We categorized the cultivated land, woodland and construction land, respectively as Crop, Forest and Built. Then we aggregated water, grassland, and unused land to form a category called Other. Figure 1 shows the raster maps, which have a spatial resolution of 30 m. The central region includes Changsha’s central urban area, Wangcheng County and Changsha County. The peripheral region is Ningxiang County and Liuyang County.
Fig. 1

Maps of land categories and changes in Changsha

We detected categorical transitions by overlaying pairs of maps from sequential time points. Each pair of time points generates a square contingency table, which we dissect using the mathematical methods in “Methods.” Tables 1 and 2 show transition matrices during 1990–2000 and 2000–2010 for Changsha. Tables 3 and 4 show transition matrices during 1990–2010 for the periphery and center regions.
Table 1

Transition matrix from 1990 to 2000 as percentage of Changsha

 

To 2000

Total

Loss

Built

Forest

Crop

Other

From 1990

 Built

2.20

0.01

0.00

0.00

2.21

0.01

 Forest

0.20

62.32

0.01

0.03

62.57

0.25

 Crop

0.45

0.11

31.29

0.03

31.88

0.59

 Other

0.03

0.01

0.16

3.14

3.34

0.21

 Total

2.89

62.45

31.46

3.20

100.00

1.06

 Gain

0.68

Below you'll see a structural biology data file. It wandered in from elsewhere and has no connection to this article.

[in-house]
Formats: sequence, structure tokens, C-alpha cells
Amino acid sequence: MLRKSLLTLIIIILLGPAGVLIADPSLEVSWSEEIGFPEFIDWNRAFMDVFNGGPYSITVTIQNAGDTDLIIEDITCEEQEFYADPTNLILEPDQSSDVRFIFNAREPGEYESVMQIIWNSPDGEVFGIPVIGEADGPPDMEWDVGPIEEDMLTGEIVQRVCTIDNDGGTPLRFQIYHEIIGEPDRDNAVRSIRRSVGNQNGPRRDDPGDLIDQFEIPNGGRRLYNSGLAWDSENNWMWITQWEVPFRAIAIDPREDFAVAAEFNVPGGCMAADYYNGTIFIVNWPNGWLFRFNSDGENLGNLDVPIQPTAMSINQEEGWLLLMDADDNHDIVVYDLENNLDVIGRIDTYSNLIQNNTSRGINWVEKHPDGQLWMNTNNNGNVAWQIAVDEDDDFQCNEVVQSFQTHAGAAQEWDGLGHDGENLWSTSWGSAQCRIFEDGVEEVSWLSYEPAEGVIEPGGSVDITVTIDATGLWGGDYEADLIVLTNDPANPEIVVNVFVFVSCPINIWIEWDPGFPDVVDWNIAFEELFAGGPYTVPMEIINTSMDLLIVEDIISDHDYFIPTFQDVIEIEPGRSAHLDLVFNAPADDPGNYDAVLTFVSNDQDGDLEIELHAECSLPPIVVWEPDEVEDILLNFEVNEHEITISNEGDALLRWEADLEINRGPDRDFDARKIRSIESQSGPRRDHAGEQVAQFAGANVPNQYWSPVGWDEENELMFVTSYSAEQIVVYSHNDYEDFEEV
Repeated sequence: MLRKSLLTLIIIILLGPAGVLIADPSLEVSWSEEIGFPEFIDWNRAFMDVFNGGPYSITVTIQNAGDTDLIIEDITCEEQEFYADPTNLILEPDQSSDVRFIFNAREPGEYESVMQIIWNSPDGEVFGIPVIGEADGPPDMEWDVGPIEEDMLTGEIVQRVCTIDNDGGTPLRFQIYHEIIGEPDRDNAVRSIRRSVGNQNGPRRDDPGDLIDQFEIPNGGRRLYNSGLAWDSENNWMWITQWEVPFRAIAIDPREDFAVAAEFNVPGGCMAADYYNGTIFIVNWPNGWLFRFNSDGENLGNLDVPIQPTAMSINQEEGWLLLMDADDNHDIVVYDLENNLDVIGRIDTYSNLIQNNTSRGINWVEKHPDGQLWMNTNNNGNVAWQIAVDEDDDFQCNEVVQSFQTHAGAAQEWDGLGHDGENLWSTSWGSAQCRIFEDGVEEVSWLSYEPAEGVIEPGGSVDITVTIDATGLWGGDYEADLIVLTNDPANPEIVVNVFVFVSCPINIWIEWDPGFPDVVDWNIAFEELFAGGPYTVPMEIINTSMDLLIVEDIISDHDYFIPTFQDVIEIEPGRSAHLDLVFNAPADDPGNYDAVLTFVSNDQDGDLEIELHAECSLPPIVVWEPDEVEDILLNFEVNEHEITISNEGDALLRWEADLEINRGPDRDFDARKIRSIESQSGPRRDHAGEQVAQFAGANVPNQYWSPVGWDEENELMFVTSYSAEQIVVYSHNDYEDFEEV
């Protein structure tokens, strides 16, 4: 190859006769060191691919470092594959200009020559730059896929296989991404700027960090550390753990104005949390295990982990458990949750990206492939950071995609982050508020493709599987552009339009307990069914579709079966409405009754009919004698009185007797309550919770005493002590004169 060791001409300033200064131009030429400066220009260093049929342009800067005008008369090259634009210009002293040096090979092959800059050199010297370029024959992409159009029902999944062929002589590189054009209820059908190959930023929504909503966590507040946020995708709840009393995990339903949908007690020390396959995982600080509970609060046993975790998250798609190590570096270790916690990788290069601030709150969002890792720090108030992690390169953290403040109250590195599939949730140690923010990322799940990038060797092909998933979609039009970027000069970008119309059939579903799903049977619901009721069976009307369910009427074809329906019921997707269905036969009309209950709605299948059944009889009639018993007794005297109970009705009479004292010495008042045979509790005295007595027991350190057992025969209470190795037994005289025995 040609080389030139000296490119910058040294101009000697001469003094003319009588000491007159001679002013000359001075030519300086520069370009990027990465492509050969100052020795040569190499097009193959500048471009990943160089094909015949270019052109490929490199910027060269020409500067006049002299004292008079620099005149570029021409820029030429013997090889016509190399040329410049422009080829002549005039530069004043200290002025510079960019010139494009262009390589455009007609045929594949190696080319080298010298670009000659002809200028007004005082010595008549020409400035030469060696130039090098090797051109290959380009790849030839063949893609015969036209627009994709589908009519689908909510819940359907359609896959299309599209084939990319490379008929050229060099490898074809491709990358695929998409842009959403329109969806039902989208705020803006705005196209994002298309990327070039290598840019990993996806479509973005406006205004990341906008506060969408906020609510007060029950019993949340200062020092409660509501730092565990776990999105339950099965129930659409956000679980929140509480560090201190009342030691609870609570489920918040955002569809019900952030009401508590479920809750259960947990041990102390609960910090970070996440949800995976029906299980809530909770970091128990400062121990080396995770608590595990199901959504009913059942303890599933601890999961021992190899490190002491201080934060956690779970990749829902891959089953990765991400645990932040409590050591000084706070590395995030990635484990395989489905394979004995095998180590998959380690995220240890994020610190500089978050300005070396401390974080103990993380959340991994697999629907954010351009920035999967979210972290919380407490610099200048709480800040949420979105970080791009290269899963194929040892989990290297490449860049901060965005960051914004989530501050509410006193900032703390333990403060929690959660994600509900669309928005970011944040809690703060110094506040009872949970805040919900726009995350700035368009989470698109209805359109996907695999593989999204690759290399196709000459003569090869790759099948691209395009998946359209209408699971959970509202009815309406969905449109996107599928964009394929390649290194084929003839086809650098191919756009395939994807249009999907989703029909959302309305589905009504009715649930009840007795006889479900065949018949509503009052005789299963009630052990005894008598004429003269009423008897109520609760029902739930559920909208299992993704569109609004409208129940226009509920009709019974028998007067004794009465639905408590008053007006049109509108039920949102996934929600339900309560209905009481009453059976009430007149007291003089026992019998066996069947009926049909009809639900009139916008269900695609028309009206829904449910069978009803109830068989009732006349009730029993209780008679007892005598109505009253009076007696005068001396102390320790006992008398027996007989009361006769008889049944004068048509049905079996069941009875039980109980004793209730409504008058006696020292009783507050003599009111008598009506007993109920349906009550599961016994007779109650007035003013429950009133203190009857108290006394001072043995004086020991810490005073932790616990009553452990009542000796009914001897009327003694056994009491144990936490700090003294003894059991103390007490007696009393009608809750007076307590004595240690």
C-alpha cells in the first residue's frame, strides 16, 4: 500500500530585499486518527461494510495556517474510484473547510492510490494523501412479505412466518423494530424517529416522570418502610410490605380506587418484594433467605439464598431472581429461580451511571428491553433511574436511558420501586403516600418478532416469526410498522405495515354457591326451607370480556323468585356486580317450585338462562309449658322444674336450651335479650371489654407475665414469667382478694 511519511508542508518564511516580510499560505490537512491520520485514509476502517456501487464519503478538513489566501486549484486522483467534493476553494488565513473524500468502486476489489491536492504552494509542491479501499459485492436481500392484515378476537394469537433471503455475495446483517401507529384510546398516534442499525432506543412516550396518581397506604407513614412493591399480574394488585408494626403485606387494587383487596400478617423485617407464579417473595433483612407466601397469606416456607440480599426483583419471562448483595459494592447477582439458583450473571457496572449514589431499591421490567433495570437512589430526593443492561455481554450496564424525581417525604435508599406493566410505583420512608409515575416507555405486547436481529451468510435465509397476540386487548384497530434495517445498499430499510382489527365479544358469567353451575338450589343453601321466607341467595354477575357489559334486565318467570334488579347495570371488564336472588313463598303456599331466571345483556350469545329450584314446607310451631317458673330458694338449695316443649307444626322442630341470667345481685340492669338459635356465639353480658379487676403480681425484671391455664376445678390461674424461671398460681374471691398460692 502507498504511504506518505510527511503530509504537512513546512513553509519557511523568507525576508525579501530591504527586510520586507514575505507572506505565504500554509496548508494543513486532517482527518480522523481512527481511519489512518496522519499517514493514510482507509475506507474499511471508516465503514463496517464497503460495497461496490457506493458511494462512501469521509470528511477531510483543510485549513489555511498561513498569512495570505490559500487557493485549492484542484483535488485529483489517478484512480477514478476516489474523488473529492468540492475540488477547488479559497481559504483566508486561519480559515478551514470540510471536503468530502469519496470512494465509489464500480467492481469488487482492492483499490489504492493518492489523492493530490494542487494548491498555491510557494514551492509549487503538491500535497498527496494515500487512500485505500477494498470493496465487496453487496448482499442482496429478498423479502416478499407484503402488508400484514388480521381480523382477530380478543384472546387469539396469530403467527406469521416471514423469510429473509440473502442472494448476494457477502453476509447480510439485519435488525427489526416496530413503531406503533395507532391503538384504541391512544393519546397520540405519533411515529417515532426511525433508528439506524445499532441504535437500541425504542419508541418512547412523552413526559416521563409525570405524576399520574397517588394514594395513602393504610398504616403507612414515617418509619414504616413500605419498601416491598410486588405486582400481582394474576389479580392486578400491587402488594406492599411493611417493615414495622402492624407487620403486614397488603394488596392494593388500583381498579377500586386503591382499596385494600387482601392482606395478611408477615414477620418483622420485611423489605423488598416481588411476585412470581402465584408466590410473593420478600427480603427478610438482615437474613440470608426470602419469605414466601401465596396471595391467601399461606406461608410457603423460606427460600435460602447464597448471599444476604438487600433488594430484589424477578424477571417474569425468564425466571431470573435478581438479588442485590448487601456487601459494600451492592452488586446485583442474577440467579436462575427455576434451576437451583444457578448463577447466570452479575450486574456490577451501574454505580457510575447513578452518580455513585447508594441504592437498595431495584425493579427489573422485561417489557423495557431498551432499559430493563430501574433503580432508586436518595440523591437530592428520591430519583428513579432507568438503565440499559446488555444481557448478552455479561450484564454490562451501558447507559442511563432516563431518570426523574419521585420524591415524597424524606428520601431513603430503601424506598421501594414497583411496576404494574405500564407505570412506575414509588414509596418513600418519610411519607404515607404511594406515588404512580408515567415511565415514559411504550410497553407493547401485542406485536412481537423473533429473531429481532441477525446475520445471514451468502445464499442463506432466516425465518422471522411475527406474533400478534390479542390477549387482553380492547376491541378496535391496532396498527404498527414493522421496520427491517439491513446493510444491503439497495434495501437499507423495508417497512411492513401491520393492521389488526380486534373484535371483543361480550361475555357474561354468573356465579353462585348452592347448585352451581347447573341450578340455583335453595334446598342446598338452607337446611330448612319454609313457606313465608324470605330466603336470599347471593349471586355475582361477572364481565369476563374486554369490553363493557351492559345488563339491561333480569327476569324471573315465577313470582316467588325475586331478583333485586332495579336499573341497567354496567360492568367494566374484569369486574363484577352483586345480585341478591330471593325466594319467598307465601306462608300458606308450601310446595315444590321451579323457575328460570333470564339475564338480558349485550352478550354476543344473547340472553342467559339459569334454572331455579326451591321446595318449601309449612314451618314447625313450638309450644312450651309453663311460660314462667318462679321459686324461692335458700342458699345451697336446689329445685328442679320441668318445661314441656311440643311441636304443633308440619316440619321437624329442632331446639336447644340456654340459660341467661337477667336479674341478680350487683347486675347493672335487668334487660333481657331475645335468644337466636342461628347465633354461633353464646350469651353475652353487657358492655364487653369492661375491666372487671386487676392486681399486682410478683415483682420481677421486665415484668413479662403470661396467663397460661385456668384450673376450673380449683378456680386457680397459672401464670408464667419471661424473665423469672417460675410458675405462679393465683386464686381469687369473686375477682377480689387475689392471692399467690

0.13

0.18

0.07

1.06

 
Table 2

Transition matrix from 2000 to 2010 as percentage of Changsha

 

To 2010

Total

Loss

Built

Forest

Crop

Other

From 2000

 Built

2.16

0.16

0.53

0.04

2.89

0.73

 Forest

1.37

60.12

0.78

0.18

62.45

2.33

 Crop

1.56

0.62

28.72

0.57

31.46

2.75

 Other

0.12

0.24

0.32

2.52

3.20

0.68

 Total

5.20

61.14

30.35

3.31

100.00

6.48

 Gain

3.05

1.02

1.63

0.79

6.48

 
Table 3

Transition matrix from 1990 to 2010 as percentage of periphery

 

To 2010

Total

Loss

Built

Forest

Crop

Other

From 1990

 Built

0.68

0.08

0.40

0.02

1.18

0.50

 Forest

0.66

68.05

0.59

0.20

69.49

1.45

 Crop

0.81

0.64

25.09

0.23

26.77

1.68

 Other

0.02

0.18

0.14

2.21

2.56

0.35

 Total

2.16

68.95

26.23

2.66

100.00

3.98

 Gain

1.49

0.91

1.14

0.45

3.98

 
Table 4

Transition matrix from 1990 to 2010 as percentage of center

 

To 2010

Total

Loss

Built

Forest

Crop

Other

From 1990

 Built

3.56

0.16

0.51

0.06

4.28

0.72

 Forest

3.20

44.17

1.12

0.16

48.65

4.48

 Crop

4.12

0.79

36.34

0.90

42.15

5.82

 Other

0.43

0.32

0.67

3.51

4.92

1.41

 Total

11.31

45.43

38.64

4.62

100.00

12.43

 Gain

7.75

1.26

2.30

1.11

12.43

 

Methods

Change components

We budgeted the difference during each time interval into three components called “quantity,” “exchange,” and “shift” (Pontius and Santacruz 2014). Table 5 gives the mathematical notation that the equations below use to compute those components.
Table 5

Mathematical notation

Symbol

Meaning

C tij

Number of pixels that transition from category i to category j during interval t

C tji

Number of pixels that transition from category j to category i during interval t

d tj

Annual difference for category j during interval t

D t

Annual difference overall during interval t

ε tij

Annual exchange between categories i and j during interval t

e tj

Annual exchange component for category j during interval t

E t

Annual exchange component overall during interval t

G tj

Intensity of annual gain of category j during interval t relative to size of category j at Yt+1

i

Index for a category

j

Index for a category

J

Number of categories